Since the lease agreement will be between DME Supplier and Hospital, there will not be a direct compensation arrangement between DME Supplier and any referring physician. There could be an indirect compensation arrangement between DME Supplier and a referring physician if the referring physician has a financial relationship with the Hospital and such physician’s aggregate compensation from the Hospital varies with, or takes into account, the volume or value of referrals or other business generated by the referring physicians for DME Supplier.
Under Stark, an arrangement that meets the Rental of Office Space exception will not constitute a “financial relationship” if the following requirements are met:
- The lease arrangement is set out in writing, is signed by the parties, and specifies the premises it covers.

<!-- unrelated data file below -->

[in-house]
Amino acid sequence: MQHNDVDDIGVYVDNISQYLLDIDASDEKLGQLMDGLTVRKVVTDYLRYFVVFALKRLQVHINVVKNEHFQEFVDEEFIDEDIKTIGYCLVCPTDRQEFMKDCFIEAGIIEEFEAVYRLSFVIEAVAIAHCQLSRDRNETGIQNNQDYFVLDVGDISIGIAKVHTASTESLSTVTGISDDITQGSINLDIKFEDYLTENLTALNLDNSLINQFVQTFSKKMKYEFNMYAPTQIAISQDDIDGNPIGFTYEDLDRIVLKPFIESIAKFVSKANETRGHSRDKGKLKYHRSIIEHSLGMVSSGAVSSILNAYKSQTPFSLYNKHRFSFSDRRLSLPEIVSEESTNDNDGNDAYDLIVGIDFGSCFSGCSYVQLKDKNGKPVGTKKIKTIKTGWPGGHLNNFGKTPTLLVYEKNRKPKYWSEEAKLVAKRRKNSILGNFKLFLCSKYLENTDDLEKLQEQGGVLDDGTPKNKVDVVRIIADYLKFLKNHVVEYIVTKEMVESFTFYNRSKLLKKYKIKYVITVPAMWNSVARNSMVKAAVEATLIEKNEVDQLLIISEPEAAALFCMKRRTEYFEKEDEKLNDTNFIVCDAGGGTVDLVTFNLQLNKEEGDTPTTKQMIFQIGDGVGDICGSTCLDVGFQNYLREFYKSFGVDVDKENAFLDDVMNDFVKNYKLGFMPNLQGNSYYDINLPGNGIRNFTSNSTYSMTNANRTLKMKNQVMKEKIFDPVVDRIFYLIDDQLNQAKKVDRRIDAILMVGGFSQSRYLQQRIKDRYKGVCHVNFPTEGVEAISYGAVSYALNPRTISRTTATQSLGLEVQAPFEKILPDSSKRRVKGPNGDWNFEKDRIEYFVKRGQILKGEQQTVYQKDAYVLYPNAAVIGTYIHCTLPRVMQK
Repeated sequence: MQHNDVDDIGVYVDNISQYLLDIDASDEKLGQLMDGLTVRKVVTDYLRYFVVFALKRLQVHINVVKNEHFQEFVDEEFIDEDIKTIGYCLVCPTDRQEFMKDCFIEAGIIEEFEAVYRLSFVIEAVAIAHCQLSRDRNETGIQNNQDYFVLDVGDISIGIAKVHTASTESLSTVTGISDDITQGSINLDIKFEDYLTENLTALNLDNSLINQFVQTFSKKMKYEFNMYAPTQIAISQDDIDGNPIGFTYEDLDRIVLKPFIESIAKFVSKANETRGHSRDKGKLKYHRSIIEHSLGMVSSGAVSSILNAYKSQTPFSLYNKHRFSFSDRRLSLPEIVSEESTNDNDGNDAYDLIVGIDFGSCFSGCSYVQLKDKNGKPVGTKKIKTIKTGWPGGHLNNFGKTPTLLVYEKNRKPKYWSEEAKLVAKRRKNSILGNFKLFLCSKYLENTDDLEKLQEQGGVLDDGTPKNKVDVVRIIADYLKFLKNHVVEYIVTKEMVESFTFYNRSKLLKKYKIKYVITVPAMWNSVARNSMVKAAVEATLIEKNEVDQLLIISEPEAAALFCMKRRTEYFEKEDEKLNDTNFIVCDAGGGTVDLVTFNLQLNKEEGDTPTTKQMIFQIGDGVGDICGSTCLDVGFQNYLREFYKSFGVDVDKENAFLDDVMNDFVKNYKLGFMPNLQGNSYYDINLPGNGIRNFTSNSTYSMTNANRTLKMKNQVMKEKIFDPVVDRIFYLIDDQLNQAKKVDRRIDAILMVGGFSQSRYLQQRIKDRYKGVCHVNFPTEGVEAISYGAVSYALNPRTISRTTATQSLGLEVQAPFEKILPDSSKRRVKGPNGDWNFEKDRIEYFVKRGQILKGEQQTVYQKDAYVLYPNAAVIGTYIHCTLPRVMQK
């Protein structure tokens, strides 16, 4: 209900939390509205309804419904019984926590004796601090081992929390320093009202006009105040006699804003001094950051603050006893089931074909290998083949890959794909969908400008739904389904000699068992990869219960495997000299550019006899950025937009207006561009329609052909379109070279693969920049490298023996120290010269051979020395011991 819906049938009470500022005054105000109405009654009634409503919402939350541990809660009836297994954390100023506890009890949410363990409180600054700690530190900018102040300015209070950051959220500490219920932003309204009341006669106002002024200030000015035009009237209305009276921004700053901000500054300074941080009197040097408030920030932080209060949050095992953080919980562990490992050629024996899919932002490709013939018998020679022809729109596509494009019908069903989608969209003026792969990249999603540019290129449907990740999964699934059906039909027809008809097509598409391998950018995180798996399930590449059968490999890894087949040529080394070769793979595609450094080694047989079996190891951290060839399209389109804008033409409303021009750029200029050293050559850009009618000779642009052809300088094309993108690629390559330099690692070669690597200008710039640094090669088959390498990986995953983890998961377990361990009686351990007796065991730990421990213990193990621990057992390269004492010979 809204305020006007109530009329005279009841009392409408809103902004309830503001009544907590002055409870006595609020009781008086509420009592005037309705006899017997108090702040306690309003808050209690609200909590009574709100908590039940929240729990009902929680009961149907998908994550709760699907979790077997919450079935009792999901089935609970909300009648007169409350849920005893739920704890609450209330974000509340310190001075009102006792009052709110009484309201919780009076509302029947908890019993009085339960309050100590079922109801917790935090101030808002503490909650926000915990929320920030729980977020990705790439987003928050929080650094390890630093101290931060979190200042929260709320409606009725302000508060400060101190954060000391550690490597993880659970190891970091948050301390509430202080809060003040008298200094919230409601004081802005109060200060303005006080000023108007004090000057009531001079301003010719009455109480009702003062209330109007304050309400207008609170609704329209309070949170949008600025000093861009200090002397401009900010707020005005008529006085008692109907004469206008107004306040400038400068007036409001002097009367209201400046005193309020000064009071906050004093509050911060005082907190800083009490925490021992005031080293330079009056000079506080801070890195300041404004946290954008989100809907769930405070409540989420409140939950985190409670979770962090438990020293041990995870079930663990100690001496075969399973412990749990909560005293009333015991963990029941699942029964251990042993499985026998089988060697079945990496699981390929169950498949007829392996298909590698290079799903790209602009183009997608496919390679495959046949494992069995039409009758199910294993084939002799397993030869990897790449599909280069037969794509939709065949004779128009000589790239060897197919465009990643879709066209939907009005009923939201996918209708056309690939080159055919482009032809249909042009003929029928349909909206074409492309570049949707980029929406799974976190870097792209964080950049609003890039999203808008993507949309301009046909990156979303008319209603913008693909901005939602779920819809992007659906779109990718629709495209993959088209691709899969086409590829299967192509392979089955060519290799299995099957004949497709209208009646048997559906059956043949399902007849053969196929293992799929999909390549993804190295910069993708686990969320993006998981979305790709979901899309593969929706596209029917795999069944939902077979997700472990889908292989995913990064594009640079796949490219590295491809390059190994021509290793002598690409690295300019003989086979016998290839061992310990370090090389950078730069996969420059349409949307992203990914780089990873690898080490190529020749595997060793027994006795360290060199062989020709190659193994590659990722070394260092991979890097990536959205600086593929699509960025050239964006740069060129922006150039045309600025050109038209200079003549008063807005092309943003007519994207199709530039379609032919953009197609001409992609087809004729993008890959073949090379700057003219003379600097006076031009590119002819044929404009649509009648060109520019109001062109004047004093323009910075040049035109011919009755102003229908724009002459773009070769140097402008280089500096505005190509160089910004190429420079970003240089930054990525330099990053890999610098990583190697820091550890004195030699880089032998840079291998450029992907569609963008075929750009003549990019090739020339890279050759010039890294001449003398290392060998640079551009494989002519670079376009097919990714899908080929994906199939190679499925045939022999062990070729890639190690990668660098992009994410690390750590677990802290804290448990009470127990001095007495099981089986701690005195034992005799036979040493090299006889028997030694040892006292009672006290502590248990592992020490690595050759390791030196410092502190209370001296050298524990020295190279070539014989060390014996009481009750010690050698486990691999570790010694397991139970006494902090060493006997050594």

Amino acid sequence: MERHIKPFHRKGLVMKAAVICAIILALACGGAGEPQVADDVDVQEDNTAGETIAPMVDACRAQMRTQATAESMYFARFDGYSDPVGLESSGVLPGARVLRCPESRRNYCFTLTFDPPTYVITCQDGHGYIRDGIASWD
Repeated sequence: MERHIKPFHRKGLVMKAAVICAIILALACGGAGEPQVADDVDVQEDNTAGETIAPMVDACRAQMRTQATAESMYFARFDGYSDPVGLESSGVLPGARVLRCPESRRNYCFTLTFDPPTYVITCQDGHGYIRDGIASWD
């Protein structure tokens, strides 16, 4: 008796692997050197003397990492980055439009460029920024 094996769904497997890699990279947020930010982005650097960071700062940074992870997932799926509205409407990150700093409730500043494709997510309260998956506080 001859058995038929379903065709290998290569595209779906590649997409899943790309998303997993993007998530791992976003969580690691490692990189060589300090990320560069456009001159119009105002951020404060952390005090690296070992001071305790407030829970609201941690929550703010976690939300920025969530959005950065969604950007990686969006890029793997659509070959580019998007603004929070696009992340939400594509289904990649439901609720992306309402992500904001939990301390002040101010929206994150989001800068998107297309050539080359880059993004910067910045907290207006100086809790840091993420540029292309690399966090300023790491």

- The duration of the lease arrangement is at least one year. To meet this requirement, if the lease arrangement is terminated with or without cause, the parties may not enter into a new lease arrangement for the same space during the first year of the original lease arrangement.
- The space rented or leased does not exceed that which is reasonable and necessary for the legitimate business purposes of the lease arrangement and is used exclusively by the lessee when being used by the lessee (and is not shared with or used by the lessor or any person or entity related to the lessor), except that the lessee may make payments for the use of space consisting of common areas if the payments do not exceed the lessee’s pro rata share of expenses for the space.